Non-Exempt Employee Deductions
Question: What deductions can we take from a non-exempt employee’s paycheck?
Answer: First, make any deductions required by law such as taxes, unemployment, and Social Security. This would also include garnishments required by a legal authority such as the courts or IRS.
Any other deductions would need to be categorized as those for the employee’s benefit and those that are not. Those for the employee’s benefit include insurance premium payments and repayment of a wage advance or loan. Anything that does not meet this criteria would have to meet other standards before being legally deducted.
Under the Fair Labor Standards Act (FLSA), any deductions that are not legally-required or for the employee’s benefit must leave the non-exempt employee at least minimum wage for all hours worked and any earned overtime cannot be touched.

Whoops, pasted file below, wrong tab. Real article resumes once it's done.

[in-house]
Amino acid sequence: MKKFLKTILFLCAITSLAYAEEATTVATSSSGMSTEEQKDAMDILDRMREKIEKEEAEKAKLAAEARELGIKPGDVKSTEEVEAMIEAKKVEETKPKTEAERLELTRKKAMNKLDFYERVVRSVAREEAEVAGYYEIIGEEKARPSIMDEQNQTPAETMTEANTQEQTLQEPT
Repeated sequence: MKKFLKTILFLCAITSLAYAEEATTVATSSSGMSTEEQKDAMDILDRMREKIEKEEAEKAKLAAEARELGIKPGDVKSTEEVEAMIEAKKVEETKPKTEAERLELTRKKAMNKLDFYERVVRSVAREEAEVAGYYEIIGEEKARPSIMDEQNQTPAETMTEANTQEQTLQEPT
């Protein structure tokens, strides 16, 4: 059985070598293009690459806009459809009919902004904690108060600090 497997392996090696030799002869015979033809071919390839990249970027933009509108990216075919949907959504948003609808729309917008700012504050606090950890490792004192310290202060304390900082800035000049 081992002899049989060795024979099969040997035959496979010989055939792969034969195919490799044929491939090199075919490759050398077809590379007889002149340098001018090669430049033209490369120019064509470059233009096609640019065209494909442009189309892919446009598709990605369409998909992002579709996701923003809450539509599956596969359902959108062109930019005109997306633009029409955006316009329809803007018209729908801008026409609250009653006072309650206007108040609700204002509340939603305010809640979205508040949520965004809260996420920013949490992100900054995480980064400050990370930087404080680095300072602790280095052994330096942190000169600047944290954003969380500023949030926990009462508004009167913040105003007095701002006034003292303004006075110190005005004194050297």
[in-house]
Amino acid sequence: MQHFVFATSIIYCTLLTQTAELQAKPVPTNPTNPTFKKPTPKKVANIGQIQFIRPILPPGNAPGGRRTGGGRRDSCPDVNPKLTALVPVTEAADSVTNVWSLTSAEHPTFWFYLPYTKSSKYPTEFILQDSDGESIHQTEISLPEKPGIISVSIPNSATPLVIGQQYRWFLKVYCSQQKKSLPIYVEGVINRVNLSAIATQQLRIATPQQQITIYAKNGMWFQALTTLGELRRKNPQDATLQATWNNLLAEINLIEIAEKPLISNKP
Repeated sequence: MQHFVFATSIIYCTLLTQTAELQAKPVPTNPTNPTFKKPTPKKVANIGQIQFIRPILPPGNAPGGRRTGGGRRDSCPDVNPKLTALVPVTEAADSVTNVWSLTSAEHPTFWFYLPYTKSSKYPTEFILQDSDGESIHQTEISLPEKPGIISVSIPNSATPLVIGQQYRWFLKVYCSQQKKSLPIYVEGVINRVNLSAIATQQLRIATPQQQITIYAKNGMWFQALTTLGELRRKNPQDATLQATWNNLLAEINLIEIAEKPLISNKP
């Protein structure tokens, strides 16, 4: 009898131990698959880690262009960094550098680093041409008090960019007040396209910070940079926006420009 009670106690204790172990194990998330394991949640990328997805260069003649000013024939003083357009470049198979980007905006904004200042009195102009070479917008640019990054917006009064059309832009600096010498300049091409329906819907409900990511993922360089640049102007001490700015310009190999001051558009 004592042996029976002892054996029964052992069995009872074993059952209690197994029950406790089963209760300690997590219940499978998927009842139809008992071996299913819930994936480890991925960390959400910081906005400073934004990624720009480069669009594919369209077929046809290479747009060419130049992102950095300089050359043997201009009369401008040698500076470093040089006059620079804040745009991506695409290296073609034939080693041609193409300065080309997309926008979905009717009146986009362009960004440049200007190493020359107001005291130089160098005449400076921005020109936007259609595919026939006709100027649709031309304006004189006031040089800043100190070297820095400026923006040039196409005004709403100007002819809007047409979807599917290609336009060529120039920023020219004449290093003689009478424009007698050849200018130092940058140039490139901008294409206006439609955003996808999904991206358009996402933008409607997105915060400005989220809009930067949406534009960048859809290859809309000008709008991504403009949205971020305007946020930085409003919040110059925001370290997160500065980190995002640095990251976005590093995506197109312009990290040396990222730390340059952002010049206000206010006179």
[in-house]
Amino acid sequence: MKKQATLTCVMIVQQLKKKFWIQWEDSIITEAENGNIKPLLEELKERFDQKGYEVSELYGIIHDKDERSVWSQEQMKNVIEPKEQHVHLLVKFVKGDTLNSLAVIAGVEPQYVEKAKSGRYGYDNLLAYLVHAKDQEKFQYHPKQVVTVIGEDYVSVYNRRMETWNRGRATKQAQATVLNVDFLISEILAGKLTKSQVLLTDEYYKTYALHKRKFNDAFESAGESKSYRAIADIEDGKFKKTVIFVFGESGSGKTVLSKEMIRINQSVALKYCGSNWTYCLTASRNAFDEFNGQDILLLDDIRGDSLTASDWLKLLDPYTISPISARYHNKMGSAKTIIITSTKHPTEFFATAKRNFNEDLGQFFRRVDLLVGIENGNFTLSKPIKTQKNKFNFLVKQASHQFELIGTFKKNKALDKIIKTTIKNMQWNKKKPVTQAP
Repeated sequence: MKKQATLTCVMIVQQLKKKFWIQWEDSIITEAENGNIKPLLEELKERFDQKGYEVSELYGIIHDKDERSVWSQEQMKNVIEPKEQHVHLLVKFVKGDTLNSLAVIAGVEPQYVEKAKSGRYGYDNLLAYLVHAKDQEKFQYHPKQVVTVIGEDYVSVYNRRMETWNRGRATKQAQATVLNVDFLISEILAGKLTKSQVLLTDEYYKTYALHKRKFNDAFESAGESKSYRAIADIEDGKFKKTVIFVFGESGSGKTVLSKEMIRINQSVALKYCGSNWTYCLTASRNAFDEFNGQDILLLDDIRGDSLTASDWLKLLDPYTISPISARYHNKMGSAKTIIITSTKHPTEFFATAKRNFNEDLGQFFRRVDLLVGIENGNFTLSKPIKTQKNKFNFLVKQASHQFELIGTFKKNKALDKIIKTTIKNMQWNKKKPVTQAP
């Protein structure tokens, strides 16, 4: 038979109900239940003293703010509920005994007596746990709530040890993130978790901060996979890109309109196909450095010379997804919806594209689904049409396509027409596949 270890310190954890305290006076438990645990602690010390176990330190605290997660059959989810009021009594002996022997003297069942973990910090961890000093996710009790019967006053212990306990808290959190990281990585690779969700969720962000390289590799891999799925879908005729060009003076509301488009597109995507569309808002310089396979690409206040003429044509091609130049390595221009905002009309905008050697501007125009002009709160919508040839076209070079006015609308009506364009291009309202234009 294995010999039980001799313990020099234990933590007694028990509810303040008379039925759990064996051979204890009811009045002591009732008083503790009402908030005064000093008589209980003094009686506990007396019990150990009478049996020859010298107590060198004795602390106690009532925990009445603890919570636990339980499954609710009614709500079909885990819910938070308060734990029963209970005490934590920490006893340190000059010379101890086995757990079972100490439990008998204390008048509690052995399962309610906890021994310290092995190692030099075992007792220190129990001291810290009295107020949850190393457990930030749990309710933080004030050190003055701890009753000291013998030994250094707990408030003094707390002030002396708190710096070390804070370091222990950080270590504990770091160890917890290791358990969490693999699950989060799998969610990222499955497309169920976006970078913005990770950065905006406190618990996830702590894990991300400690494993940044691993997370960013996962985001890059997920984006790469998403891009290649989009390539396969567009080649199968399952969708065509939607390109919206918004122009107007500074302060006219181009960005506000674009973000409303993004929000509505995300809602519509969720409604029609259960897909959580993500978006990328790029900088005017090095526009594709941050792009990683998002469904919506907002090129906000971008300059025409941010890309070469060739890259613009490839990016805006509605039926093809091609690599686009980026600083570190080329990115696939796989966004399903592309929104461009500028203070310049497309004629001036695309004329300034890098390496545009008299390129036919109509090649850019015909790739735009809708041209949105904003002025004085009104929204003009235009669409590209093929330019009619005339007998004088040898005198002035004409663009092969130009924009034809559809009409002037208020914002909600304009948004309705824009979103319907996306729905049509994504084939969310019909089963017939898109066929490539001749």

In addition, there are laws in several states that restrict the reasons an employer can make a deduction. For example, some allow deductions for uniforms and tools while others prohibit this practice. Some allow and others prohibit deducting for medical exams, pay advances, damages, theft, etc. You must verify the laws in the state where the employee works (not where you operate, if different) to determine what can and cannot be deducted. In states where you cannot make these deductions, you may be allowed other legal recourse but that may prove cost-prohibitive.
To prevent any confusion leading to wage-and-hour complaints, we recommend using a comprehensive Uniform / Equipment Issue / Return Form. Have the employee sign and date the form as well as initial each item and then use the form to prove they received each item and know the possible deductions.
Please contact Affinity HR Group if you have any questions about wage deductions for exempt or non-exempt employees.